Albert Bierstadt and a British Physicist

When Fine Art Investigations celebrated the birth of Albert Bierstadt (1830-1902) on January 7, we learned that the subject of one of  his few, if not only, extant portrait by Albert Bierstadt was of John Tyndall (1820-1893) .  Tyndall was a physicist and Darwinian proponent.  What does that fact say about Bierstadt?  The question begged to be  explored further. 

John Tyndahl Portrait by Albert Bierstadt

Albert Bierstadt, John Tyndall, c 1893
Watercolor with oil and varnish on paper
Fogg Art Museum, Harvard University , Cambridge, Massachusetts

I discovered a bit more from American Paintings at Harvard, Volume 2.[1]  There, the owners of the piece stated that Bierstadt painted the portrait in watercolor from an 1865 photograph. Using photographs was a common practice for Bierstadt, but the use of watercolor was not.  The portrait was probably painted “around the time of Tyndall’s death in 1893, when the photograph appeared in several American magazines.”[2]  Harvard researchers found no verifiable connection to the two men:. 

An eminent Victorian, Tyndall may have attended a dinner held in London in 1868 that Bierstadt threw in honor of Henry Wadsworth Longfellow; or perhaps the men met during Tyndall’s barnstorming lecture tour of the eastern U.S. in 1872. Tyndall donated the profits to science programs at several universities, including Harvard.  The portrait was purchased by Dr. Thomas Barbour of the Harvard Zoological Museum in 1839, apparently to commemorate Tyndall’s gift.

Tyndall was a proponent of science; Bierstadt, a painter of nature.  Though Bierstadt is well-known for creative license in his landscapes, in the details, he adhered to scientific accuracy. Bierstadt’s portrait of Tyndall suggests the artist admired physicist’s teachings.  What did the two men have in common.  We still don’t know.  A dissertation topic, anyone?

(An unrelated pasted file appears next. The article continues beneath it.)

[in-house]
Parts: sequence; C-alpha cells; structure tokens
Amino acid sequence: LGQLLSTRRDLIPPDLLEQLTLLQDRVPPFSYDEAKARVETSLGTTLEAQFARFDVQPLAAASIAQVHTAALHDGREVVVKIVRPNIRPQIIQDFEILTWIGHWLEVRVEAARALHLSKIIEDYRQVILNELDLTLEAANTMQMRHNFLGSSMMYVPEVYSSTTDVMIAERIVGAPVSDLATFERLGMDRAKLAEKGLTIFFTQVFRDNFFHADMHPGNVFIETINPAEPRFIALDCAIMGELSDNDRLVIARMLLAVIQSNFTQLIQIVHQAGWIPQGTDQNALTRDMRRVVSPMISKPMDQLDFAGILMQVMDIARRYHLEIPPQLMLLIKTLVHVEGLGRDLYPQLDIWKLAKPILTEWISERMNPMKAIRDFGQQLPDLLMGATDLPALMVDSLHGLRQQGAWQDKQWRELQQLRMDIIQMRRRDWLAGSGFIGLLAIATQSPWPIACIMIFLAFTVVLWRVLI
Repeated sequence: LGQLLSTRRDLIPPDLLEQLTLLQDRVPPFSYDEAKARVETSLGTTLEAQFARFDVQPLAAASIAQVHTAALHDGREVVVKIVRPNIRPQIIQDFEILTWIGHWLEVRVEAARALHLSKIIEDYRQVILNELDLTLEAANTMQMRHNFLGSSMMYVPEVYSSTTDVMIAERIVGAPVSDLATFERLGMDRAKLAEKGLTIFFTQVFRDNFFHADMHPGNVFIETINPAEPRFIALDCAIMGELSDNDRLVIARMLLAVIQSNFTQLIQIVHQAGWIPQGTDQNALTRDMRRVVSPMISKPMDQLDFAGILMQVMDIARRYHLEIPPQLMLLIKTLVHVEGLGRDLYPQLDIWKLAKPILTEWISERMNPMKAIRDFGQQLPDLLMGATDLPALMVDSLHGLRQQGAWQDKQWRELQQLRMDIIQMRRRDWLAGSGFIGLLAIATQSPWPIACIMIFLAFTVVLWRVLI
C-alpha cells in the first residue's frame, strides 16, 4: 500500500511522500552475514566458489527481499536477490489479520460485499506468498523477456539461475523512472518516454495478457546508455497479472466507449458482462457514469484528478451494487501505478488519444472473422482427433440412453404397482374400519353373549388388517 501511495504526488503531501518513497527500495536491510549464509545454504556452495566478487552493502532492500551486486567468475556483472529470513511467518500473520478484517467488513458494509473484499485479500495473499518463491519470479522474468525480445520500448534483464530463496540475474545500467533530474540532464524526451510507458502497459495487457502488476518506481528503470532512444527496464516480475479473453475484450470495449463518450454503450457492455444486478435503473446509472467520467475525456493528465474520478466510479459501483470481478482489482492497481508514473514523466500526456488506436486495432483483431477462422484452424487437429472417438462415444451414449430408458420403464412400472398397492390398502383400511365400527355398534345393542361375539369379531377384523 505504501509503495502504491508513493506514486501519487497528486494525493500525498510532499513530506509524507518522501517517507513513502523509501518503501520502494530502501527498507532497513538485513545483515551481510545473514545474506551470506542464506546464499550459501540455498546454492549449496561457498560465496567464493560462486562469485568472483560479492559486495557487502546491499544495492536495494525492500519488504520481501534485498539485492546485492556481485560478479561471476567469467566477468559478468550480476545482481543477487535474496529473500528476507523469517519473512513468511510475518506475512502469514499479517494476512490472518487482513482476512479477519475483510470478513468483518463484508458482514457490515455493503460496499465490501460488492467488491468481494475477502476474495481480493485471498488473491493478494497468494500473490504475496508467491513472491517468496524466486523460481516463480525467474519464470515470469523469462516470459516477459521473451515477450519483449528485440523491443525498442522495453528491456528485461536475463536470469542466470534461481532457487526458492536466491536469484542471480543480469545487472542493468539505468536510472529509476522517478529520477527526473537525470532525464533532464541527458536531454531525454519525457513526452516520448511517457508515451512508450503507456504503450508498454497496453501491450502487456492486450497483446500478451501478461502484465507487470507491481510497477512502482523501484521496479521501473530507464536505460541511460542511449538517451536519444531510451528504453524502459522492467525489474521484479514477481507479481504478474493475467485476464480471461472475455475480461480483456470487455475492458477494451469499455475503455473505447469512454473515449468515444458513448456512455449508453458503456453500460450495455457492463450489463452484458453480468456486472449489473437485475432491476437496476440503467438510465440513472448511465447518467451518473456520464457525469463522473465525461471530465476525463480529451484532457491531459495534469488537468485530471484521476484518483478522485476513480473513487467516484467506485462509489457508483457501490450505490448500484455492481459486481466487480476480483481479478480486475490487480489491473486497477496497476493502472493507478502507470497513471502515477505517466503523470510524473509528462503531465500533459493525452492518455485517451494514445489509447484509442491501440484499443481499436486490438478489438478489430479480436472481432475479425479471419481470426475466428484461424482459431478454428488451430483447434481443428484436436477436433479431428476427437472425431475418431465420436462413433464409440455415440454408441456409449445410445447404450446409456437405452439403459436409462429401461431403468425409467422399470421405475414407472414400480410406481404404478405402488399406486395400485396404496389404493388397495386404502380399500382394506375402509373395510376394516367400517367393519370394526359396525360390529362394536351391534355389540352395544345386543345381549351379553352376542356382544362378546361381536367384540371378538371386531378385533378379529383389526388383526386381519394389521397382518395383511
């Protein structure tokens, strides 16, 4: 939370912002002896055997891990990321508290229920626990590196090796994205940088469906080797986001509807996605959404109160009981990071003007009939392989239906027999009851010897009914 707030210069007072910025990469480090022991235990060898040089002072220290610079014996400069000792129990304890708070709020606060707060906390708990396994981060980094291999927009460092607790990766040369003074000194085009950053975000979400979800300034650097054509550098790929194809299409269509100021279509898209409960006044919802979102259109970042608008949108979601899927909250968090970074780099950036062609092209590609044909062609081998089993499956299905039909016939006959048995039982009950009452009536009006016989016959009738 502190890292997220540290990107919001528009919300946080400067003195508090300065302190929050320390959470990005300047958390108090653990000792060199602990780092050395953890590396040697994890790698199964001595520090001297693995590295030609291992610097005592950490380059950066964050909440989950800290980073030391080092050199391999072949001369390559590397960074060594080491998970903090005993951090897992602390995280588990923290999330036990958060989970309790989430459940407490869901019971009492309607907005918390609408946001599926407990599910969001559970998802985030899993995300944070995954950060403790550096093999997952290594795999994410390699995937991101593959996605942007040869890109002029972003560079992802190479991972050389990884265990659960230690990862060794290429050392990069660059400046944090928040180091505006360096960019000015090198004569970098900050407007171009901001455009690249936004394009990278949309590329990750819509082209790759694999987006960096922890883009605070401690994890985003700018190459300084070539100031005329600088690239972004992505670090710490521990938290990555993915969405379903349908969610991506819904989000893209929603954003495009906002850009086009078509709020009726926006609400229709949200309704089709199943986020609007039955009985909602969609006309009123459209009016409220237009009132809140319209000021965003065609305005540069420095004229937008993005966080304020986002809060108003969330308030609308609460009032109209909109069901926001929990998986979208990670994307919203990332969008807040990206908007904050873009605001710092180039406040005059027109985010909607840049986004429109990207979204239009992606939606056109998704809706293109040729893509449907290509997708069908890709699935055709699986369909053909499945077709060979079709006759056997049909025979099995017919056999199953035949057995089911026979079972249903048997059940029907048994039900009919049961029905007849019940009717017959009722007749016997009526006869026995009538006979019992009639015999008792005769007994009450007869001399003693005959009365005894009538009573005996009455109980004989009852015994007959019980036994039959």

Patricia Moss fineartinvestigations at gmail


[1]   Kevin Moore, “Albert Bierstadt, John Tyndall” in Theodore E.  Stebbbins,Virginia Anderson, American Paintings at Harvard, Volume 2, (Yale University Press, 2008) 48-49.   

[2] Ibid.

 

 

About Patricia Moss

I am an art historian, or art detective if you will, who specializes in 19th century American portraits. A snapshot preserves one moment in time while a portrait captures a life with all its complexities and contradictions. To help preserve the artistic and historic legacy in these portraits and to ensure portrait artists’ moral right to correct attribution, I developed a replicable procedure based on the scientific method that conforms to the legal and ethical standards of art authentication. Customized technological tools help me work efficiently to quickly find the date of execution, the artists in the region at the time, and comparative chronological images. Each authentication is vetted with experts and, as needed, confirmed with scientific analysis. Institutions with which I have worked include University of Missouri Museum of Art and Archaeology; Ashby-Hodge Gallery of American Art, Central Methodist University, Fayette, Missouri; State Historical Society of Missouri; William Jewell College; Columbia-Pacific Heritage Museum. Artists I have identified include Jacob Eichholtz, William Edward West, George Esten Cooke, Samuel Bell Waugh, William Morrison Hughes, Edwin F. Goddard, Alban Jasper Conant, William James Hubard, and Chester Harding. My expertise began with George Caleb Bingham. Since 1999, I have located nearly 70 of 100 “lost” portraits. Staff at the Smithsonian’s Research and Scholars Center named me “The Bingham Lady.” In order to better distinguish Bingham’s artistry, I studied and examined the life and work of his students and colleagues. Descendants of two, William Morrison Hughes (1818-1892) and George Calder Eichbaum, assisted me by providing me with access to and images of their ancestors’ oeuvre. I served as a guest curator for the Bingham Bicentennial Exhibit, “Steamboats to Steam Engines: George Caleb Bingham’s Missouri: 1819-1879,” (March 10-September 8, 2011) at the Truman Presidential Museum and curated the opening exhibition, “George Caleb Bingham: Witness to History,” (September 2013 –), Jackson County Art Museum, Independence, Missouri.
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